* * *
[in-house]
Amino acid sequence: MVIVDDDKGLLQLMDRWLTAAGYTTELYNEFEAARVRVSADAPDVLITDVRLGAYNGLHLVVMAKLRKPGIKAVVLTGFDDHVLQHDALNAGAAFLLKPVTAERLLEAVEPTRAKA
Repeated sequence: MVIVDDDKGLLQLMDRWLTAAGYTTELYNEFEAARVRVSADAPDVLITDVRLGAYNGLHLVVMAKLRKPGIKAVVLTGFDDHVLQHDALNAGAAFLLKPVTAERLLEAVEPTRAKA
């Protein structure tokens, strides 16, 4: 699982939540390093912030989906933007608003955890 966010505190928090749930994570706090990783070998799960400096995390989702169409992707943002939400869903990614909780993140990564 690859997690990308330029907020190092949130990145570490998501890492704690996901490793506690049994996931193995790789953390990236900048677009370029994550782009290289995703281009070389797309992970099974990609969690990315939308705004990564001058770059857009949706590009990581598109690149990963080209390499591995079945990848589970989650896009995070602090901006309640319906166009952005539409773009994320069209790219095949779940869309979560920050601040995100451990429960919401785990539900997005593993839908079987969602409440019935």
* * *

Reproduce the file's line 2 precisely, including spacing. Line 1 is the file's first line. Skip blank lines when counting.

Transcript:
Amino acid sequence: MVIVDDDKGLLQLMDRWLTAAGYTTELYNEFEAARVRVSADAPDVLITDVRLGAYNGLHLVVMAKLRKPGIKAVVLTGFDDHVLQHDALNAGAAFLLKPVTAERLLEAVEPTRAKA